The Sunrise Movement holds a protest outside the White House demanding action on climate change and green jobs in Washington, June 4, 2021.
Evelyn Hockstein | Reuters
The economic recovery from the pandemic is at a critical juncture. More than nine million people still are looking for work and job growth last month was well below projections.
Meanwhile businesses are arguing that they cannot fill jobs. Pundits and experts try to explain the paradox: continuing fears over Covid; lack of affordable child care; the safety net of unemployment benefits and stimulus checks making wages from low-paying jobs less necessary.
The challenges in returning to work, however, may be symptomatic of a deeper problem: there may be jobs, but there aren’t enough good jobs.
Too many of the 106 million workers without four-year degrees, particularly our lowest-wage workers, have been stuck for too long in jobs that don’t pay well, don’t offer job security, and don’t provide real opportunities for advancement.
Without federal investments that spur growth of good jobs, there simply are not enough jobs that draw on the potential of these workers.
Workers know they have the ability to do a lot more but have not been hired into better jobs nevertheless because they don’t have the traditional credentials demanded by employers. The labor market undervalues, if not outright dismisses, their capabilities because they simply lack the right degree or job history.
This dynamic has posed particularly severe challenges for women and Black and Latinx workers. As of February, over 60% of unemployed workers who previously held low- and mid-wage roles haven’t graduated from a four-year college—nearly 5.8 million workers. Of this group, 45% are women and 36%, or around two million, are Black and Latinx. And there are still 1.8 million fewer women in the labor force than before the pandemic.
We have released new research that shows that these workers have the skills necessary for higher-wage jobs and their access to these jobs is key to closing America’s equity gap. But neither of those goals will be met unless the Federal government invests in creating infrastructure and green jobs to generate more good jobs and the private sector engages as well.
In studying the job histories of 29 million people, across more than 800 occupations, we found that many workers from low-wage roles have developed the experience necessary to succeed in higher-skilled, good jobs and to continue to progress to better roles in our changing digital economy.
In particular, we identified 77 occupations that are proven springboards to economic advancement – which we call “Gateway” roles – that could create meaningful participation in economic growth for these workers.
These Gateways provide the opportunity for workers to apply skills honed in one type of job to similarly-skilled, higher-paying jobs in another field with greater potential for advancement. We have found that many workers without four year-degrees have transitioned successfully from retail sales jobs to manufacturing production roles or customer support specialists.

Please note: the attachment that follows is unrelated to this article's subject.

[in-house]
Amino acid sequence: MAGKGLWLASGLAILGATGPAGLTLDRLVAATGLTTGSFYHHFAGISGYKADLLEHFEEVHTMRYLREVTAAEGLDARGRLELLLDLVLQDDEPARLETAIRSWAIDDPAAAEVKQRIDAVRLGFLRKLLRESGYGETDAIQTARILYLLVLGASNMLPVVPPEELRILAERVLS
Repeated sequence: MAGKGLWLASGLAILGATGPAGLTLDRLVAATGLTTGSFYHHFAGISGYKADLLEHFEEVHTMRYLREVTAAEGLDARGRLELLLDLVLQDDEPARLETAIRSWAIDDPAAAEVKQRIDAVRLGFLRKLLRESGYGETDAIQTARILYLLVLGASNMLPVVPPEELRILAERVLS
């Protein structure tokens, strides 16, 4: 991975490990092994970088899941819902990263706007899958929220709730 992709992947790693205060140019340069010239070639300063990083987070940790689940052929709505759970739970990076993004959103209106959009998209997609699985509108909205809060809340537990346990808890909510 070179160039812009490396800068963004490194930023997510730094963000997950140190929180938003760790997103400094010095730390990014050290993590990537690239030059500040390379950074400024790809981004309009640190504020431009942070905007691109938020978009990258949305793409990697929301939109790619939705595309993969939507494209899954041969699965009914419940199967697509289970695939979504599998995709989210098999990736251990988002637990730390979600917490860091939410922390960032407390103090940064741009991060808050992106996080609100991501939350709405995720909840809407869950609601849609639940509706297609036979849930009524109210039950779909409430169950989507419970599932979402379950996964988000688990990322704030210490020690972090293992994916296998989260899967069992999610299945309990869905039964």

Customer service representatives are especially well-qualified for certain entry-level IT support roles. Many of these jobs are rooted in America’s infrastructure, from the transport and warehouse sector, to manufacturing and machine tool programmers, to electrical repair, to commercial and industrial equipment. These Gateway jobs have the promise to reward the talents of millions of people.
Our analysis forecasts that the U.S. economy’s current trajectory likely will create nearly half a million of these Gateway jobs in the next year. However, that falls far short of the 5.8 million jobs we need to help qualified workers, particularly women, Black, and Latinx workers, who previously had low-wage jobs move up the economic ladder.
This is where federal action is critical. Federal investments in infrastructure and green technology can have a dramatic effect on the creation and acceleration of Gateway jobs, and in supporting workers to build skills as necessary and transition to these roles.
Research shows this type of investment could catalyze almost 2.7 million jobs over the next ten years. Infrastructure and green technology investments have the potential to produce a number of good-paying jobs in the short-term, while also supporting research, development, and entrepreneurial ventures that will grow these jobs in the long term.
After the Great Recession of 2009, we failed to create upward mobility for workers without four-year degrees, particularly for women, Black, and Latinx workers. We didn’t translate investments into good jobs for long-term success. For far too many people, the available jobs were low-wage with few benefits or security, hurting America’s competitiveness while exacerbating racial and gender inequities. We cannot afford to make that mistake again.
Zoë Baird is president and CEO of the Markle Foundation, Marc Morial is president and CEO of the National Urban League and Brad Smith is president of Microsoft.